LONDON â€” Boris Johnson insisted the exit of scandal-hit former Health Secretary Matt Hancock over a breach of coronavirus rules took place at the â€œright pace,â€ despite declaring the matter â€œclosedâ€ a day before Hancock quit.
Hancock resigned from the government on Saturday after pictures emerged of him kissing Gina Coladangelo, a non-executive director at the Department of Health and Social Care. The images were reportedly from May 6, when gatherings of two or more people were banned indoors.
The exit came after Johnson on Friday publicly backed the health secretary, with his spokesman saying, â€œThe prime minister has accepted his apology and considers the matter closed.â€
But on Monday, Johnson himself told journalists, â€œI read the story on Friday and weâ€™ve got a new health secretary in post on Saturday, and I think thatâ€™s about the right pace to proceed in a pandemic.â€
Asked whether Hancock had undermined the governmentâ€™s message about being â€œall in it togetherâ€ amid the coronavirus crisis, Johnson said, â€œThatâ€™s right.â€
Johnsonâ€™s spokesman denied any inconsistency in the prime ministerâ€™s approach but emphasized that Hancock had indeed quit, rather than being sacked.
The row was seized on by Dominic Cummings, the prime ministerâ€™s former chief adviser, who has since gone on to sharply criticize both Hancock and Johnsonâ€™s handling of the pandemic.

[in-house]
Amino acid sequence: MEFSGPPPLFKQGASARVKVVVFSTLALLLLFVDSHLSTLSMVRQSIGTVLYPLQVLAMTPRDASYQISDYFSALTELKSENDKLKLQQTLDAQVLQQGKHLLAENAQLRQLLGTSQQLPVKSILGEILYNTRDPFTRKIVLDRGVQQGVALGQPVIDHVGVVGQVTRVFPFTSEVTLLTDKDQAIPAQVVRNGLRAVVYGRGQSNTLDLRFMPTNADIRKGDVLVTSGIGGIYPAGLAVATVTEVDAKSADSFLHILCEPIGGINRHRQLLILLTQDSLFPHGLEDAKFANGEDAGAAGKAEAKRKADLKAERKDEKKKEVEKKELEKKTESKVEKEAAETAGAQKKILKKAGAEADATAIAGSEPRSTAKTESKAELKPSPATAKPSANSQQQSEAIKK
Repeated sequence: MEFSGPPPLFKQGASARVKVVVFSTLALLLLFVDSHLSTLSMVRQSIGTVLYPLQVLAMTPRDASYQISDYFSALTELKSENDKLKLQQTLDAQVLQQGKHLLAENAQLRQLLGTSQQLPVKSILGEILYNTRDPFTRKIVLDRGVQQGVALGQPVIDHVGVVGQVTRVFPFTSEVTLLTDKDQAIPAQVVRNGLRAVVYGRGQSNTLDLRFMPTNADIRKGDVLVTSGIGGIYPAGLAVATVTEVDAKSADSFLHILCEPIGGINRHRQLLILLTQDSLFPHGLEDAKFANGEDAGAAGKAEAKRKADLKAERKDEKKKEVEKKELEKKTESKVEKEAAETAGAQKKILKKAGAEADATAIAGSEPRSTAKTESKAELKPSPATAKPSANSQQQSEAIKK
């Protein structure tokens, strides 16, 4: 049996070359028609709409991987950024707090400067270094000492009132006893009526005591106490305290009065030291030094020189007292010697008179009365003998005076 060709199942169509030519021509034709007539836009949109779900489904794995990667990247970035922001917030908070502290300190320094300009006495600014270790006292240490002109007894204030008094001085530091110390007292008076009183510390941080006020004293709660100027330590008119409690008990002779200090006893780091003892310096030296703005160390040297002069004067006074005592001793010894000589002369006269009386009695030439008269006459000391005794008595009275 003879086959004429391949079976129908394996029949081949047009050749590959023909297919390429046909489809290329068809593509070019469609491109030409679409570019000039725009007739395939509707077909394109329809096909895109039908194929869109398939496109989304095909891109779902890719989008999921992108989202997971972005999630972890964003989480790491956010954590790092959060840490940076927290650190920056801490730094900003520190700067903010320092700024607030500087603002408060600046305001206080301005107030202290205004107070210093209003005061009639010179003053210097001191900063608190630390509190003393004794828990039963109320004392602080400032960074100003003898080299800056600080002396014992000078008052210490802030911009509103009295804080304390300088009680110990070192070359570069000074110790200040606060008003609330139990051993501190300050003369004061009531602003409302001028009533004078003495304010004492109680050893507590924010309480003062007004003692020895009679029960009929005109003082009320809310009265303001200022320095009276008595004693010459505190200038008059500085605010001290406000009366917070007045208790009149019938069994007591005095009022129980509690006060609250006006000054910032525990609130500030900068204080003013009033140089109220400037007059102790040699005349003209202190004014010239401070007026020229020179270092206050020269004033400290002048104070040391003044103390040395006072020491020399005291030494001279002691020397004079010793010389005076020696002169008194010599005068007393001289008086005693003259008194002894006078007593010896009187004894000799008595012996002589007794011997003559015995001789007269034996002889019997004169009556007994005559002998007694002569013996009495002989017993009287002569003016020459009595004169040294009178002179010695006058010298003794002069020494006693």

Cummings again likened Johnson to a shopping trolley for changing direction, and claimed the prime minister had acted only after pressure from Conservative MPs and his wife, Carrie Johnson.
The prime ministerâ€™s spokesman denied this. He said of Hancock and Johnson, â€œThey discussed it further on Saturday, the former health secretary offered his resignation and the prime minister agreed it was the right thing to do.â€
That was echoed by Cabinet Office Minister Michael Gove, who told reporters Monday, â€œMatt did the right thing, and the second thing I would say is that the matter is now resolved because we have a new health secretary.â€
However, Angela Rayner, deputy leader of the opposition Labour Party, said the matter was â€œfar from over.â€ Labour has called for an inquiry into reports that Hancock and another health minister, James Bethell, used their personal email addresses to carry out government business.
The prime ministerâ€™s spokesman said, â€œBoth the former health secretary and Lord Bethell understand the rules around personal email usage and only ever conducted government business through their departmental email addresses.â€
The spokesman confirmed that Hancock himself had recruited Coladangelo as non-executive director in his department but added â€œall correct procedures were followed.â€